A nanoscale game of "now you see it, now you don't" may contribute to the creation of metamaterials with useful optical properties that can be actively controlled, according to scientists at Rice University.
A Rice laboratory led by chemist Stephan Link has discovered a way to use liquid crystals to control light scattered from gold nanorods. The researchers use voltage to sensitively manipulate the alignment of liquid crystal molecules that alternately block and reveal light from the particles; the gold nanorods collect and retransmit light in a specific direction.
The research was reported in the American Chemical Society journal Nano Letters.
It seems simple, but Link said the technique took two years to refine to the point where light from the nanoparticles could be completely controlled.
"The key to our approach is the in-plane rotation of liquid crystal molecules covering individual gold nanorods that act as optical antennas," said Link, an assistant professor of chemistry and electrical and computer engineering. "Learning how our devices work was exciting and has provided us with many ideas of how to manipulate light at the nanoscale."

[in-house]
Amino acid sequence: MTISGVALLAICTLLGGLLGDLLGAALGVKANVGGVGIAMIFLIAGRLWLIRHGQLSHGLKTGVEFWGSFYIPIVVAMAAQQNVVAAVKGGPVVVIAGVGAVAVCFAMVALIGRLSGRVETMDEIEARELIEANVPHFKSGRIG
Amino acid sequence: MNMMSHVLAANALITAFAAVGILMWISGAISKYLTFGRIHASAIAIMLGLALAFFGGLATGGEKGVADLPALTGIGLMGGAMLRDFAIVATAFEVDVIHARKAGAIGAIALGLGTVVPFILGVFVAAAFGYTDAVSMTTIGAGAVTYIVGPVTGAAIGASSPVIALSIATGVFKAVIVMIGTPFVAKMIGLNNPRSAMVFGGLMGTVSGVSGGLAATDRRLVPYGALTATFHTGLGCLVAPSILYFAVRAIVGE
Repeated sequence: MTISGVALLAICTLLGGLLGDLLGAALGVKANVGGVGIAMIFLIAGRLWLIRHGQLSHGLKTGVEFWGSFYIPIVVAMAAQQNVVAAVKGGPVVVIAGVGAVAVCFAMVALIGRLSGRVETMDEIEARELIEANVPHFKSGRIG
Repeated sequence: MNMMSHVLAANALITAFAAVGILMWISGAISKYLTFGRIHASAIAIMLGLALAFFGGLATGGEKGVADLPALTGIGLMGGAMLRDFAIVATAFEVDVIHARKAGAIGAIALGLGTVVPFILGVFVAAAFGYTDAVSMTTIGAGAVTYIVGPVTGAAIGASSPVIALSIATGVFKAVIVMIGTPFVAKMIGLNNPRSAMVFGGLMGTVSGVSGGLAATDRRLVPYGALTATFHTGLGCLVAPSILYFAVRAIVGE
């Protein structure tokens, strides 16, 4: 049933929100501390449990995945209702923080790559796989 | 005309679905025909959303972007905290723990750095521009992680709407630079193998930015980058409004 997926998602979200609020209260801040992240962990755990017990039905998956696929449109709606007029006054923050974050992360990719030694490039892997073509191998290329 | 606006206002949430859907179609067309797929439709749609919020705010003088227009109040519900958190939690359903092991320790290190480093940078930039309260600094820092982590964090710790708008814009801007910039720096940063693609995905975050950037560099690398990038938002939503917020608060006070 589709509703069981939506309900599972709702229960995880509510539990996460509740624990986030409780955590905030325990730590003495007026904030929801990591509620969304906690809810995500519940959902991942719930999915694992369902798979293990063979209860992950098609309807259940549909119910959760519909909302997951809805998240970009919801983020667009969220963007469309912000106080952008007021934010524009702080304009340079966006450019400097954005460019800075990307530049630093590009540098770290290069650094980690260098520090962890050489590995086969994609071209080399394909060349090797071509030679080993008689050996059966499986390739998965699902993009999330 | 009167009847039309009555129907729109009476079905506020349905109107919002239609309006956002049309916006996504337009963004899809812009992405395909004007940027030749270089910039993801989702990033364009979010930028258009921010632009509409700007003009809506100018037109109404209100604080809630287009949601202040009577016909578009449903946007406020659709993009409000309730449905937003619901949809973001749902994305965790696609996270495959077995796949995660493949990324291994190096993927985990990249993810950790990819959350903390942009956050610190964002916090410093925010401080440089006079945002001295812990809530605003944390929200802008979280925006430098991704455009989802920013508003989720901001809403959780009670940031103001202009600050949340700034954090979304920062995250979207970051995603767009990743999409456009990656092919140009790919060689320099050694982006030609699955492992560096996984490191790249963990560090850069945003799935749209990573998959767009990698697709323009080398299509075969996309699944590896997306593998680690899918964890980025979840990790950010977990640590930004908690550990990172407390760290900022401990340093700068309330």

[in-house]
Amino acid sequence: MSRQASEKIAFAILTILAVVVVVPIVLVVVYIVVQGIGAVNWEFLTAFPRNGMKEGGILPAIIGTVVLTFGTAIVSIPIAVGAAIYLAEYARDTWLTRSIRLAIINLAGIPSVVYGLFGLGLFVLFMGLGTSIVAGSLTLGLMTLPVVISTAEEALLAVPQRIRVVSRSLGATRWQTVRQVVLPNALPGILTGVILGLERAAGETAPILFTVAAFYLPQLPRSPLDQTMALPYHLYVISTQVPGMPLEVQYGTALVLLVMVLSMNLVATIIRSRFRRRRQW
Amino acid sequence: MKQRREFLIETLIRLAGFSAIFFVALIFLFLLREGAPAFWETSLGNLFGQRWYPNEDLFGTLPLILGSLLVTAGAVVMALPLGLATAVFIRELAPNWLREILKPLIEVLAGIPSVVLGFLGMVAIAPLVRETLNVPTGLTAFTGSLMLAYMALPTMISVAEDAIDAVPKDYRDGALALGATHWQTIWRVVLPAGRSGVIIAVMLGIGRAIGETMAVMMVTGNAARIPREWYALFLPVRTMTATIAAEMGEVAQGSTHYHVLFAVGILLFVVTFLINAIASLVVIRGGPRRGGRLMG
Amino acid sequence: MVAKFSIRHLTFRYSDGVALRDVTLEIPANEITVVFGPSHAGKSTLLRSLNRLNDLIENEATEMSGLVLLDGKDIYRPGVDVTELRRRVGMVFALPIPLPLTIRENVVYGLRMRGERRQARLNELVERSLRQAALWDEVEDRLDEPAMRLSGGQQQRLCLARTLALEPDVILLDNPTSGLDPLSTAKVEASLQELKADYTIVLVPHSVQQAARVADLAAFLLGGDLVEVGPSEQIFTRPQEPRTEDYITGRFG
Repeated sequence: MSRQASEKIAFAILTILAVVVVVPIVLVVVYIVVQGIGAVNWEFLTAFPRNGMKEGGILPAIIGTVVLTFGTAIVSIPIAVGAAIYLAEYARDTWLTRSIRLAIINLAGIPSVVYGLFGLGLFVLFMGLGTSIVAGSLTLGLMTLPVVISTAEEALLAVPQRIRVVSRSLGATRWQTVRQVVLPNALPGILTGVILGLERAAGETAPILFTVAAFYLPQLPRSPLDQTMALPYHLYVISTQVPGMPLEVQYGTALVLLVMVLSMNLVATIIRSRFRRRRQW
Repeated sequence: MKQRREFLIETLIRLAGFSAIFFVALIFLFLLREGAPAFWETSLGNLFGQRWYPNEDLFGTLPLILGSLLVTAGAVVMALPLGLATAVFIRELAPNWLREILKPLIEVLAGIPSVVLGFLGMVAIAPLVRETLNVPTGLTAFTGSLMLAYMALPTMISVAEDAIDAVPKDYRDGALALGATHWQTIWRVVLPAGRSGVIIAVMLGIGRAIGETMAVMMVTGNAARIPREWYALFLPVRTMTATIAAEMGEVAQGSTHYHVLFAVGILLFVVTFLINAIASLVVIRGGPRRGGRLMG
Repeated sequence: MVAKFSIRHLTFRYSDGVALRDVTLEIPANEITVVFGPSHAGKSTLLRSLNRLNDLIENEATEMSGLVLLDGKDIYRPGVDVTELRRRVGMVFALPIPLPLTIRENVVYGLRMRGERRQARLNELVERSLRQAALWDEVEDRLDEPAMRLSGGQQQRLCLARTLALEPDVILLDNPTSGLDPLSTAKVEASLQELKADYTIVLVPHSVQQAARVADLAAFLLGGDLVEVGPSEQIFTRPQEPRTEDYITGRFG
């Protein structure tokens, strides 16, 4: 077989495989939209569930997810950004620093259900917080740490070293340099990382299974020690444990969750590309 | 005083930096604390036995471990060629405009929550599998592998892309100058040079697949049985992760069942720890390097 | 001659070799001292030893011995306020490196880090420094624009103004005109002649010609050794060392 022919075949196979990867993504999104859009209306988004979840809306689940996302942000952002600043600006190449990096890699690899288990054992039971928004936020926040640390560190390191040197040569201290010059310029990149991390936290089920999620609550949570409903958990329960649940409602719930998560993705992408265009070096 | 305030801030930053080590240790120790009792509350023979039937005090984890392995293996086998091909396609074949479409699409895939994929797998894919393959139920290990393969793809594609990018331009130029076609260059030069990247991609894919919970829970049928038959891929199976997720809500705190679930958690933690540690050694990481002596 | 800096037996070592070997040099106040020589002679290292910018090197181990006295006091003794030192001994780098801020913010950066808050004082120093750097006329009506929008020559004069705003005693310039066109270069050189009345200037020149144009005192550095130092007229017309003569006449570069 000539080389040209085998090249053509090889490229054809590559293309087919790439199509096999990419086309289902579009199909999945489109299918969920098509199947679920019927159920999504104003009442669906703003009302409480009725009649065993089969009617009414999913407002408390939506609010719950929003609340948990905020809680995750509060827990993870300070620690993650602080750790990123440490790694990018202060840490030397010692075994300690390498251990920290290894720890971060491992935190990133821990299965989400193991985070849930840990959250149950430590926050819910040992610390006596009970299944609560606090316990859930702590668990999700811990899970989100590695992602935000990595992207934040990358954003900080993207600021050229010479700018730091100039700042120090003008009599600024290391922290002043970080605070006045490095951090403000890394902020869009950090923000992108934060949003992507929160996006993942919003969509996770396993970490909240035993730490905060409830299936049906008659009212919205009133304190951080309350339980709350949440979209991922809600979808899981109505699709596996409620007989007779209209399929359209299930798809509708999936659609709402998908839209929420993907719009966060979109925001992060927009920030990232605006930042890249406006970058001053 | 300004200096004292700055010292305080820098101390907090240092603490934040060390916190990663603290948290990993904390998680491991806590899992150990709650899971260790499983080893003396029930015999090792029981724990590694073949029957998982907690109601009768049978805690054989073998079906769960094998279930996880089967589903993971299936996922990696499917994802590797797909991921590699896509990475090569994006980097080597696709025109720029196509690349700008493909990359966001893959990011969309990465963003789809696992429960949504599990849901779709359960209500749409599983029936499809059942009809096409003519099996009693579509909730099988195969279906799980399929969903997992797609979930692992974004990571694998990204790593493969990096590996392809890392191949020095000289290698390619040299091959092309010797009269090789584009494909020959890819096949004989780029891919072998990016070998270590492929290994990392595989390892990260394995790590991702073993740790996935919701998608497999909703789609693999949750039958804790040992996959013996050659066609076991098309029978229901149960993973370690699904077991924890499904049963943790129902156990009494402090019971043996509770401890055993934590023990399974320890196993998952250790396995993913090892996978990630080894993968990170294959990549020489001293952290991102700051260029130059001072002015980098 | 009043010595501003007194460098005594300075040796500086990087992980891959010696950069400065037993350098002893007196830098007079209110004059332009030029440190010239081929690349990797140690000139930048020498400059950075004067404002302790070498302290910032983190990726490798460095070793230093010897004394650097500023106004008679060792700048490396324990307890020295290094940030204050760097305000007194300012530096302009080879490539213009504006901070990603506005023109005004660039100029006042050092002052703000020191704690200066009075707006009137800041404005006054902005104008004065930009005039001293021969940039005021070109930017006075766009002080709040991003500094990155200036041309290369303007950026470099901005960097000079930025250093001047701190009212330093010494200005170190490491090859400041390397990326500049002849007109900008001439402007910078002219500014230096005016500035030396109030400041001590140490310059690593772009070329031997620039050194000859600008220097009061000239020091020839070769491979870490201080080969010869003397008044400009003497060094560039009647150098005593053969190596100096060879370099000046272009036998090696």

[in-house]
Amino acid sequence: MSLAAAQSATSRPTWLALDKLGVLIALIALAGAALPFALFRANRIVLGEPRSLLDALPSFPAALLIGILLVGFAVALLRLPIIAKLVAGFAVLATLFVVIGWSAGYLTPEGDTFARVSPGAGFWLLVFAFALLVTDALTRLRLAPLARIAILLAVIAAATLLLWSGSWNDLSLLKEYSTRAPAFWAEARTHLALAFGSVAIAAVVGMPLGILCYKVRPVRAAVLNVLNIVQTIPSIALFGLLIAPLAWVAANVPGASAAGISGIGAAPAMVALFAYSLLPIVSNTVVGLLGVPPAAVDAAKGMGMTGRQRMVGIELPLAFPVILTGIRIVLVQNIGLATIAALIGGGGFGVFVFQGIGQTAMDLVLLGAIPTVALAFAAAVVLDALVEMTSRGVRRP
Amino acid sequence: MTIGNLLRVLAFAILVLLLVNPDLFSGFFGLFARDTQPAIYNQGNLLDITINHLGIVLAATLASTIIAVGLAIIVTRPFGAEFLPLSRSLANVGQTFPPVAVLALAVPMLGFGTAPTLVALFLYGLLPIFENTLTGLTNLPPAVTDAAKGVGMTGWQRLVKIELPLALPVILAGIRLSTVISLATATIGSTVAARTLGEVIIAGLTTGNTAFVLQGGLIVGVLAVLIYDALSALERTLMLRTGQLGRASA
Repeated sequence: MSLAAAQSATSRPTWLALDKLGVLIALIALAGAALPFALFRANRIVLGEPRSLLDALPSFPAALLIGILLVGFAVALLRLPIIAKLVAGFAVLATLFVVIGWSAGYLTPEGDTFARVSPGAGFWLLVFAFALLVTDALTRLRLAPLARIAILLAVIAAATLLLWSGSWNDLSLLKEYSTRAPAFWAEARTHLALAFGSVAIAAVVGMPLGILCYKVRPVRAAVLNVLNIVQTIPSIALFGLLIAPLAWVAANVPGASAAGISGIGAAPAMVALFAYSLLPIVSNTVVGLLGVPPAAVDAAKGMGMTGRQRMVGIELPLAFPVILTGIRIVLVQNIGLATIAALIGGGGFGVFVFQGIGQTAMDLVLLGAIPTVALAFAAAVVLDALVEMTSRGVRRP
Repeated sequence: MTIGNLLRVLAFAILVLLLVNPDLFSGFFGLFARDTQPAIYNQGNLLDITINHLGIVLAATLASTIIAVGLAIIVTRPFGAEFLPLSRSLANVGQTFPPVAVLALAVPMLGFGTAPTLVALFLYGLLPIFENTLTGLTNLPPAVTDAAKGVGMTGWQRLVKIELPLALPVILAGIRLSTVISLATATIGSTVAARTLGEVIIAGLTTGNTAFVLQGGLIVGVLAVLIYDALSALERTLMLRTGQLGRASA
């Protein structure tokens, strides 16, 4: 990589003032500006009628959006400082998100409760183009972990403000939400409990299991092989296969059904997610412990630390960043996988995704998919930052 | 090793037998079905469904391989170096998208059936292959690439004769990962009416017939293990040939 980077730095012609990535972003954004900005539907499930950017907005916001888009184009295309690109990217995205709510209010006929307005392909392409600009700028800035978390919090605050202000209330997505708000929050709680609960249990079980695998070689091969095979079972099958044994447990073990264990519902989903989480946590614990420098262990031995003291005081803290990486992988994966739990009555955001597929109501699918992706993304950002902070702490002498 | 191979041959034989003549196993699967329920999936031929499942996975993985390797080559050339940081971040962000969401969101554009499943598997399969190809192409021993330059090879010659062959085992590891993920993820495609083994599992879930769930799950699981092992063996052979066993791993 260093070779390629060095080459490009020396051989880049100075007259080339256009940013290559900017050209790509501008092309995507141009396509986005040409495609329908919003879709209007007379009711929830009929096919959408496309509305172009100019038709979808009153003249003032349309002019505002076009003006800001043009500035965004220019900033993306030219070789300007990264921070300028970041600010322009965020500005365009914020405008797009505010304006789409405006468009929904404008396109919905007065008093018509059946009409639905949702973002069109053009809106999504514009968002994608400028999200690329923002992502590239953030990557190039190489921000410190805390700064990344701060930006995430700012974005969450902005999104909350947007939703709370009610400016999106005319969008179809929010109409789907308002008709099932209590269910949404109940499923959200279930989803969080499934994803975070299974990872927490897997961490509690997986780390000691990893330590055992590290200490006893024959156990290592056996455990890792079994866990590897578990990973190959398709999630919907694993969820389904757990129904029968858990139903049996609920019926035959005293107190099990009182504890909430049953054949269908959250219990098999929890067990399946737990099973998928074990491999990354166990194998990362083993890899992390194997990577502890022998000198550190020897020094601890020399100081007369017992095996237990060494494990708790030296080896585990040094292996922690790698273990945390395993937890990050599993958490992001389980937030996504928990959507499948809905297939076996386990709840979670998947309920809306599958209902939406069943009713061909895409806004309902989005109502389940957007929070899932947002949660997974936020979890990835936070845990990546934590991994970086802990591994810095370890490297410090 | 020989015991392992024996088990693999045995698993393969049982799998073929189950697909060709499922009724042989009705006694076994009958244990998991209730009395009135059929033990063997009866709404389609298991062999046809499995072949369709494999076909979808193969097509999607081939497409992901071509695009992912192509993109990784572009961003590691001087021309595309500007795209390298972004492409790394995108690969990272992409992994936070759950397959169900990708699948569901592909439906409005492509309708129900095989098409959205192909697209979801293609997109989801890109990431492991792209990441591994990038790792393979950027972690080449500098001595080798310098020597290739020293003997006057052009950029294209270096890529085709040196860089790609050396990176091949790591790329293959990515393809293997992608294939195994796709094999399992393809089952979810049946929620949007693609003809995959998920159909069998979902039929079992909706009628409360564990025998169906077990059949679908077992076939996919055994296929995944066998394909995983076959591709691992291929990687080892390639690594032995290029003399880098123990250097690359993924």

Link said the device is actually a super half wave plate, a refined version of a standard device that alters the polarization of light.
With the new device, the team expects to be able to control light from any nanostructure that scatters, absorbs or emits light, even quantum dots or carbon nanotubes. "The light only has to be polarized for this to work," said Link, who studies the plasmonic properties of nanoparticles and recently authored a perspective on his group's recent research in plasmonics for the Journal of Physical Chemistry Letters. (View a video of Link and his team here.)
In polarized light, like sunlight reflecting off water, the light's waves are aligned in a particular plane. By changing the direction of their alignment, liquid crystal
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